To this day, the email I wrote on that night is the most powerful one I have ever written. I poured my soul into it and finished by setting out a payment plan ($1,200 biweekly over a couple of months) and an assurance about my willingness and ability to pay. The request was approved after consultation with and sign-offs from both University Finance and the Faculty of Arts and Science. In the months that followed, I paid back all I owed the University from my Internship pay.
I graduate today with zero debt and I am grateful that the University was willing to work with me. Many international students run into situations like mine but most of them will not be Computer Science students who can be in internships programs that pay them enough money to foot huge payment plans like mine. Most of them will not be in a school like the UofS: one that prioritizes student’s wellness and mental health and provides resources to rapidly handle individual student cases. For these opportunities, I am grateful and it is my desire to give back wholeheartedly as I am able.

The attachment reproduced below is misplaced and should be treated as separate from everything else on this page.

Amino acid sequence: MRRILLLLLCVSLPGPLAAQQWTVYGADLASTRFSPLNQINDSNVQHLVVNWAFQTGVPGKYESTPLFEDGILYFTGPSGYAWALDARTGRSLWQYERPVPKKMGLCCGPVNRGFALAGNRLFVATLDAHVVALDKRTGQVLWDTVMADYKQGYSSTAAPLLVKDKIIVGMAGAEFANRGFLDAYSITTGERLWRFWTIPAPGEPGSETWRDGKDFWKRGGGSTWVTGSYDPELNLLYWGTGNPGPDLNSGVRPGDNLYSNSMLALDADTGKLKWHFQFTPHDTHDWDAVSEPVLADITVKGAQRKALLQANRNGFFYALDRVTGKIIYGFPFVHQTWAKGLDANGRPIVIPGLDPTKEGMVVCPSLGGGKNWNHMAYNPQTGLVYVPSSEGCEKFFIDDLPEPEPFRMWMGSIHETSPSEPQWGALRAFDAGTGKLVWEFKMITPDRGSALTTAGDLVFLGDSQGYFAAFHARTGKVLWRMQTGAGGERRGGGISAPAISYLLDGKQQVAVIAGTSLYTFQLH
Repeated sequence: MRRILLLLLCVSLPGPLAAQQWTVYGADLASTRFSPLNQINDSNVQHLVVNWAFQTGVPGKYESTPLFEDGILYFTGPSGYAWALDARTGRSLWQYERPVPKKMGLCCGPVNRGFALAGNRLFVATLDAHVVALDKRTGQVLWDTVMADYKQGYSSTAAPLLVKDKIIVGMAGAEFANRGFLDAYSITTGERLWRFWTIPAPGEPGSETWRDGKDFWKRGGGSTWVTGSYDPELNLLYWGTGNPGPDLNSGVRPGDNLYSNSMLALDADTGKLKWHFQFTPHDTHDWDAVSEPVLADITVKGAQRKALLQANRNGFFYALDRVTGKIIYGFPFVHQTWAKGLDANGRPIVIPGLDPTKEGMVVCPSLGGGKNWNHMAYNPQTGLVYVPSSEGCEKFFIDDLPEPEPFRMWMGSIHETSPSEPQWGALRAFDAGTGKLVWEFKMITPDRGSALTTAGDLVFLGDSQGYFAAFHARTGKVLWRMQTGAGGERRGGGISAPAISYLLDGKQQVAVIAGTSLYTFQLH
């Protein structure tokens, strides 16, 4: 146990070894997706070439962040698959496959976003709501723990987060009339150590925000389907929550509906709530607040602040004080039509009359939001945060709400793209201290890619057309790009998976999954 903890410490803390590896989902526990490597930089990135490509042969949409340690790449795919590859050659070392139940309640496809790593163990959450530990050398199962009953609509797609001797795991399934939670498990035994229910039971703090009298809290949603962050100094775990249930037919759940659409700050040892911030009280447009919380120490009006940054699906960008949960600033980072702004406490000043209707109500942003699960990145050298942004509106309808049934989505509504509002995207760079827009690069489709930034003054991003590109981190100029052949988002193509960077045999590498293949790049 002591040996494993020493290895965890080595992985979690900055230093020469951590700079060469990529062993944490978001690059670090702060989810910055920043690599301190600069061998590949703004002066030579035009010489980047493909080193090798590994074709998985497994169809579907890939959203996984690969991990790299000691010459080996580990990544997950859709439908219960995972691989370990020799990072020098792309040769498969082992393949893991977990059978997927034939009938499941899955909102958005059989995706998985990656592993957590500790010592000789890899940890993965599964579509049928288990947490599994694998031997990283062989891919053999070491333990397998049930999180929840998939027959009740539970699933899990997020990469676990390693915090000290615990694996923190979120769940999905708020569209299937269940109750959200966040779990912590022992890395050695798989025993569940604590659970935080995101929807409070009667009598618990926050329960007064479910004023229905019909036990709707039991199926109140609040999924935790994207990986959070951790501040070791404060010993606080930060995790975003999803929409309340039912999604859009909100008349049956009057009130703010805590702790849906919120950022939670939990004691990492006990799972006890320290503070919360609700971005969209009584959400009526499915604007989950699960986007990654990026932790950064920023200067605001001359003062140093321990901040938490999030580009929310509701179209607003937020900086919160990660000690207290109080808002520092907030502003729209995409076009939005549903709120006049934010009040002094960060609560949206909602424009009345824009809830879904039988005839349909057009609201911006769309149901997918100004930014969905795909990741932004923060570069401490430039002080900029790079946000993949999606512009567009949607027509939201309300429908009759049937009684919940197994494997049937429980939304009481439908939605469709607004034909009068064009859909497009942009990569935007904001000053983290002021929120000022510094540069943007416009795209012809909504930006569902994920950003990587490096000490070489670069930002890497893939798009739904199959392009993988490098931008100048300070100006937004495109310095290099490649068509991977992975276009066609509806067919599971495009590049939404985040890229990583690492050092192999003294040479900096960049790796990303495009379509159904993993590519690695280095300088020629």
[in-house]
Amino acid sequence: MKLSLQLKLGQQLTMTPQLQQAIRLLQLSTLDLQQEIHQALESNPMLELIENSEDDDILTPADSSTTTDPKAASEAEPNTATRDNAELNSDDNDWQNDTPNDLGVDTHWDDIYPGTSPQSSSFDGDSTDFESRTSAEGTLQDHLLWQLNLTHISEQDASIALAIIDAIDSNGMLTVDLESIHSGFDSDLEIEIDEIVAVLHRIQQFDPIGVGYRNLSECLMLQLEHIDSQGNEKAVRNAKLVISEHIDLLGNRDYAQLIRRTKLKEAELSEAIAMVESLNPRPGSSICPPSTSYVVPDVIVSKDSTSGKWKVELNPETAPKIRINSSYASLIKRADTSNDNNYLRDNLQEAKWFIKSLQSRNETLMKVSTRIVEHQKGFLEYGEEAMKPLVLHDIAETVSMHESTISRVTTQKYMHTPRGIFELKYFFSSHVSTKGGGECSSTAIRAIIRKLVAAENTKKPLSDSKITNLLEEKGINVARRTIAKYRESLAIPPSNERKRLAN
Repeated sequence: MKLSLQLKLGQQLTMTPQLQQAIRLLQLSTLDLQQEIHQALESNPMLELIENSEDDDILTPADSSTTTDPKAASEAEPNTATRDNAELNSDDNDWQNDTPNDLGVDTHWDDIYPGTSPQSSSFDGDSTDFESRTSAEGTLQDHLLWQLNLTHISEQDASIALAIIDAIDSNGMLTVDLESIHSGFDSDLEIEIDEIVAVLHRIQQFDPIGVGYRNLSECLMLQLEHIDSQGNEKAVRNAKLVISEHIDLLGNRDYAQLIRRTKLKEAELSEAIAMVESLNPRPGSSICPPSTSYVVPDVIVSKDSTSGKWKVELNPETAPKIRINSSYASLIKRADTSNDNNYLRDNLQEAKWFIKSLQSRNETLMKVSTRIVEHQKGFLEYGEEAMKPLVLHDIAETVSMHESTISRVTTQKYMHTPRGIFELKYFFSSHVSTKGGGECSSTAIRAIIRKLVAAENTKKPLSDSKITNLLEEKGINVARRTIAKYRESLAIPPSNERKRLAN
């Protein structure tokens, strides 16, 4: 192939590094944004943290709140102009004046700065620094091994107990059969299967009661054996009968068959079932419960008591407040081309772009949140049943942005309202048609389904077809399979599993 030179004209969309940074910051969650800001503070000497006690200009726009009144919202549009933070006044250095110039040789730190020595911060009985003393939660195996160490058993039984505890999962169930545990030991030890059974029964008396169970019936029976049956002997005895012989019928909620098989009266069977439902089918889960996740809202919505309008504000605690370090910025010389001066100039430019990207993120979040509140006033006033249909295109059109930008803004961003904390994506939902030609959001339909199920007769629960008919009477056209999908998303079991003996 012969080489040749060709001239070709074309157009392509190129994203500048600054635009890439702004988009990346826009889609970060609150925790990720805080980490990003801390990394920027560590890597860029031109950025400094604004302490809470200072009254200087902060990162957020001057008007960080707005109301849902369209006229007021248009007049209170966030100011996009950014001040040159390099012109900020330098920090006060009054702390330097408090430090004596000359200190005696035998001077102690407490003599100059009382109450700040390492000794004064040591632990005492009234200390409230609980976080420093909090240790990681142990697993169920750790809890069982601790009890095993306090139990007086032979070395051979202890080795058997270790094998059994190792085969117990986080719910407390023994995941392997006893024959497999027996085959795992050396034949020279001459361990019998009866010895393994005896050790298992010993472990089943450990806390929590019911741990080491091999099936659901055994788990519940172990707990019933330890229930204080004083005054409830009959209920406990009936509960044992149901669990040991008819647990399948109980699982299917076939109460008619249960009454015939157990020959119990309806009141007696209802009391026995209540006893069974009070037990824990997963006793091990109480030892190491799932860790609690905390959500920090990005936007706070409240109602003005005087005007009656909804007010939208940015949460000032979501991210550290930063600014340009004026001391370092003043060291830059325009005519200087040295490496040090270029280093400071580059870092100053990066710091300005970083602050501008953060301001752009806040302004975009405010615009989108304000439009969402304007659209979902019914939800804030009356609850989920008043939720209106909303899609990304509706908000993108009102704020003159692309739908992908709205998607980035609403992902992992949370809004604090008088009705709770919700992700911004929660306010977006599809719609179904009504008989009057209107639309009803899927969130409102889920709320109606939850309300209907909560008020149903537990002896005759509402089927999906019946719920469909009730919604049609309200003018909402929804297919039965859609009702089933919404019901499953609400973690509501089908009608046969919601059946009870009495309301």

Despite the challenges that I faced while I was a student and the uncertainties that I had to live with, I worked hard each day to become a better person. I did not graduate as the best student, academically, in my program nor did I win academic prizes. No. Something I did well was to pursue activities that, today, enable me, to choose from an array of opportunities. Today, I am able to compete with anyone anywhere in the world. I have been able to attend, compete and win some Hackathons at Harvard, Stanford, UPenn, Waterloo and many more. I have participated in some competitive student programs like RBC Amplify and I have been able to start Lush Plans, a new Nigeria-focused Event management platform (lushplans.com) and worked on projects that will live on even when I am no more. I have worked in and got offers from some of the best companies in the world I have also been able to volunteer and assist people who need the skills that I have. My experience, challenges, and small accomplishments make me who I am today. I am resilient and I reach for the top. I can take a beating yet rise up and dust myself and soar. I have built up grit and self-confidence. Most of these I acquired or enhanced as a student in Canada.